The 14 year old boy, Asher Morali, killed in Jerusalem’s Neve Ya’akov neighborhood, along with six others, on Holocaust Rememberance Day, didn’t lose his life as the result of being the “grip” of a “situation”.

He was murdered because a particular Palestinian man, Khairi Alqam, made the conscious decision to open fire on a group of Jewish civilians near a synagogue.  And, if the 17 year old Mahmoud Tawalbe follows in his uncle’s footsteps and, one day, also murders innocent Israelis, it will be because of a choice that he made of his own volition.

The ultimate irony is that pro-Palestinian activists and their supporters sometimes claim that all they desire is for Palestinians to be “humanised”, while simultaneously infantilising them, and imagining that the normal laws of causation – what commentator Rob Henderson describes as the “reliable connections between good choices and good outcomes and bad choices and bad outcomes” – don’t apply in their situation.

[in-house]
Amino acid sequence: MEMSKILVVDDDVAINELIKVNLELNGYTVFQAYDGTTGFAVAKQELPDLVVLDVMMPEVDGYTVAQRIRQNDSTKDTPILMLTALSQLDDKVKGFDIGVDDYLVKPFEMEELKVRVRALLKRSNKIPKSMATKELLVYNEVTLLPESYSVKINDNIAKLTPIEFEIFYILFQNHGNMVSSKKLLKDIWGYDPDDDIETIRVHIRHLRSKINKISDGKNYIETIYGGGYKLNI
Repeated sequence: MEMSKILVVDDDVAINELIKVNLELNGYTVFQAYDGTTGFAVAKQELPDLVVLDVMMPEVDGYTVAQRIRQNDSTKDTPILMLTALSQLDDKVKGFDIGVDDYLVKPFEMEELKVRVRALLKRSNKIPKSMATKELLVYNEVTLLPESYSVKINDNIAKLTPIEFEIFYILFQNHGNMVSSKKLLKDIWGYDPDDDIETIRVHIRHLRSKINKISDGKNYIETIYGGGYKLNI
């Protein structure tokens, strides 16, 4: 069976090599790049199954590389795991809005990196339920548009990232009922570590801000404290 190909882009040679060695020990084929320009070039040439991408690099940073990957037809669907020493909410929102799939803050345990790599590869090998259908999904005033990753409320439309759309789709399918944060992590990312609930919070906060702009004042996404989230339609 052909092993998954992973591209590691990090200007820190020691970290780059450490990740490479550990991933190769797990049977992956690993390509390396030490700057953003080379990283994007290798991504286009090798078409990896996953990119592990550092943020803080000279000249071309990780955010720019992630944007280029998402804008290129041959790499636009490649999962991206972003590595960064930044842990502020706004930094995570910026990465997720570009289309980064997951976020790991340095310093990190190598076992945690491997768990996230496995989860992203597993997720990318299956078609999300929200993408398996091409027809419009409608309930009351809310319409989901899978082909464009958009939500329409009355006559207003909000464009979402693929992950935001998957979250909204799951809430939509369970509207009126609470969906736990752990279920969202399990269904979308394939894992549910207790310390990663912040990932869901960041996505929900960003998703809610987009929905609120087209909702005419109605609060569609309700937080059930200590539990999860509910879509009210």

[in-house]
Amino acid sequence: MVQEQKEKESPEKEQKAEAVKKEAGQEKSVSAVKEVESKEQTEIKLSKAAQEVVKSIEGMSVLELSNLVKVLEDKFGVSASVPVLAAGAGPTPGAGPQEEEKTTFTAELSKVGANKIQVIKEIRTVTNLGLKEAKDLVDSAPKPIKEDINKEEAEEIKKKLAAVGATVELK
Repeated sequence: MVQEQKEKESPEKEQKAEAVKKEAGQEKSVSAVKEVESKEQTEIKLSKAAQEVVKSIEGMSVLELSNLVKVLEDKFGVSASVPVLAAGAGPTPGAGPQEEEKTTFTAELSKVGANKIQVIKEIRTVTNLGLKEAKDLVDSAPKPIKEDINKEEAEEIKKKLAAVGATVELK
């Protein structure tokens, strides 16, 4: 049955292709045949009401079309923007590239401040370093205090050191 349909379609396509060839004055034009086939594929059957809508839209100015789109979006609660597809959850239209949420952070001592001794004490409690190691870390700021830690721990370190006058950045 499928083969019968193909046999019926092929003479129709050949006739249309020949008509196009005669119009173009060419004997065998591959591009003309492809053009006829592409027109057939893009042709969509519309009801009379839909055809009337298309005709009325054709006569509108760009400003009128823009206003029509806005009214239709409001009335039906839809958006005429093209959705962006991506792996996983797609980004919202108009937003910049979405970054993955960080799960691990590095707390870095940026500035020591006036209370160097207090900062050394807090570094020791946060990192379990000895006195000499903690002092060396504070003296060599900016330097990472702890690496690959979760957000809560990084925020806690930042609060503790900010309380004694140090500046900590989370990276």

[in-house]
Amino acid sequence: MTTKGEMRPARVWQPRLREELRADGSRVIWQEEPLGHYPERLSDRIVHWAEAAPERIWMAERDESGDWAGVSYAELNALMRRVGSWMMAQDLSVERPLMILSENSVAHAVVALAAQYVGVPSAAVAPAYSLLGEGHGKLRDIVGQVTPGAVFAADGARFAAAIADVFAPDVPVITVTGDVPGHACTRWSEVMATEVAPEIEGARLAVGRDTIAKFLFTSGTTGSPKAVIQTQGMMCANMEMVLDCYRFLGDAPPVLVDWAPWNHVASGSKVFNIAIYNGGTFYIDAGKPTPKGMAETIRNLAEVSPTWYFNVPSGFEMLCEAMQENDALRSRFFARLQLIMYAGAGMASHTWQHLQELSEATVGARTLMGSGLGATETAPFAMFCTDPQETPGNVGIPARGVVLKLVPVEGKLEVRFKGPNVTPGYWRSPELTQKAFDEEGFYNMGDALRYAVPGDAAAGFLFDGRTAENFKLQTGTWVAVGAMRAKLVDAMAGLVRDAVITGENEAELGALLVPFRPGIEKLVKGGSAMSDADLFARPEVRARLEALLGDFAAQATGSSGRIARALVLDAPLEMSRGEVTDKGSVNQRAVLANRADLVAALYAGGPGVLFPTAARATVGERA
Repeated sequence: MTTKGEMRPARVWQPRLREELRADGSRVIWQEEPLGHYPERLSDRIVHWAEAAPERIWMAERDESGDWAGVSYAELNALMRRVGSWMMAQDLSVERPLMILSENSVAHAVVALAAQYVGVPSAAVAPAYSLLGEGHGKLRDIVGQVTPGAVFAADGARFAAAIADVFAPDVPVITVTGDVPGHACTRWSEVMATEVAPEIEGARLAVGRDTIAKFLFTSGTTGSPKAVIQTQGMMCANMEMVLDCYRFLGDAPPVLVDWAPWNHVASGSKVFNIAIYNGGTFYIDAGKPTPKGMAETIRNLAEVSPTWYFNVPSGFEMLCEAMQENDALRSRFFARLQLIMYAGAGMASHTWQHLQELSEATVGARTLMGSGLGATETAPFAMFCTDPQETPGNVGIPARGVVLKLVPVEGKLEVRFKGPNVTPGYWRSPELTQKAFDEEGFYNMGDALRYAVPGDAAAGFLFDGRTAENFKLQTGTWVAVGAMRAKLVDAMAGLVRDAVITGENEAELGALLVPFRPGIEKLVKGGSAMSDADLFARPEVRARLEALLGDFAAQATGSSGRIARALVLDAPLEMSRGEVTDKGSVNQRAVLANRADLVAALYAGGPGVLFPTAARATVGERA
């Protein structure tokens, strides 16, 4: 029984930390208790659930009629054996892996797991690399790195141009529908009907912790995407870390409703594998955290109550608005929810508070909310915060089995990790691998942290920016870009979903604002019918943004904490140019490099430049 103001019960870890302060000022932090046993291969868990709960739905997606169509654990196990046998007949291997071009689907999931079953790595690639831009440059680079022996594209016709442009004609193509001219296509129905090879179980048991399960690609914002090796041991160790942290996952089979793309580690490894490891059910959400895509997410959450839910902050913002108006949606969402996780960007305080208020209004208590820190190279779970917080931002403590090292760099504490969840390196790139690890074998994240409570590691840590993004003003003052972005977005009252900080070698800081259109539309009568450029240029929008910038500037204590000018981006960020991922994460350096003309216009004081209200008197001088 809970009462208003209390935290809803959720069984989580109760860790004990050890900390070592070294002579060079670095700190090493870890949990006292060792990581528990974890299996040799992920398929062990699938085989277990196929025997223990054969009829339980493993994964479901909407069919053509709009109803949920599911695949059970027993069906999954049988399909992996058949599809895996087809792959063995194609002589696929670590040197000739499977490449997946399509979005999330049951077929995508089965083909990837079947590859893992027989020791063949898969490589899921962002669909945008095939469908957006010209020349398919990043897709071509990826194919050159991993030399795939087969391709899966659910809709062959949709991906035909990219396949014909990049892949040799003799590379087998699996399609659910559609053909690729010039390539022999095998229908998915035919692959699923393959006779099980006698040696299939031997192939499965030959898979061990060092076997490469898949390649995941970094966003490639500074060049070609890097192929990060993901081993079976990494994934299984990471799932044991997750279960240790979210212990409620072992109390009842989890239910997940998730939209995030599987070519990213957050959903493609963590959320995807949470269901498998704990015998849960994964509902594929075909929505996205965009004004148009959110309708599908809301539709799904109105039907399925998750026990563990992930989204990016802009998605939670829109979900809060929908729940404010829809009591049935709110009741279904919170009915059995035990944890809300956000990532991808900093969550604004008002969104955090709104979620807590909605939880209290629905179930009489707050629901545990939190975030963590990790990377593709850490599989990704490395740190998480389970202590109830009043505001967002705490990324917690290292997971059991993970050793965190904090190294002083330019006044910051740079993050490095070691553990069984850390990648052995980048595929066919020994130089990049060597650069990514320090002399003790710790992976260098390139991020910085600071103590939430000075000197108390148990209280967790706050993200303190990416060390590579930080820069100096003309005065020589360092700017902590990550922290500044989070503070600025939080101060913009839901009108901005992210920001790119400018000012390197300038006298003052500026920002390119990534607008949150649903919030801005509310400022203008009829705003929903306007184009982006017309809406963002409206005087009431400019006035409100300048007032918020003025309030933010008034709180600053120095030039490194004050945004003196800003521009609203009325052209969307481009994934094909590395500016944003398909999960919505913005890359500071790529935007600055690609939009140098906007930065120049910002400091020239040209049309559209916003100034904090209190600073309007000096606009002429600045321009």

A more dehumanising portrayal would be hard to imagine.

Related Posts

Do peace negotiations prevent terror?

Written By
More from Adam Levick
Economist hurls false “fascism” charge at Zionist leader
An article in the Economist (“How Zionism has evolved from a project...
Read More
Join the Conversation

2 Comments

  1. says: Joe Geary

    It appeared side by side with a report on the Peshawar mosque bombing. But, strangely, that wasn’t entitled “Face to face with the Taliban children who dream of martyrdom”, yet it’s exactly the same culture of Islamist victimhood and ultra-violence.

  2. says: Richard Turnbull

    The confusion of cause and effect is crucial to maintaining the false equivalence between terrorists and their victims, including lazily refusing to take account of victims organizing a proactive self-defense action, as in Israeli raids seeking out terrorist cells before they can strike.

Leave a comment
Leave a comment

Your email address will not be published. Required fields are marked *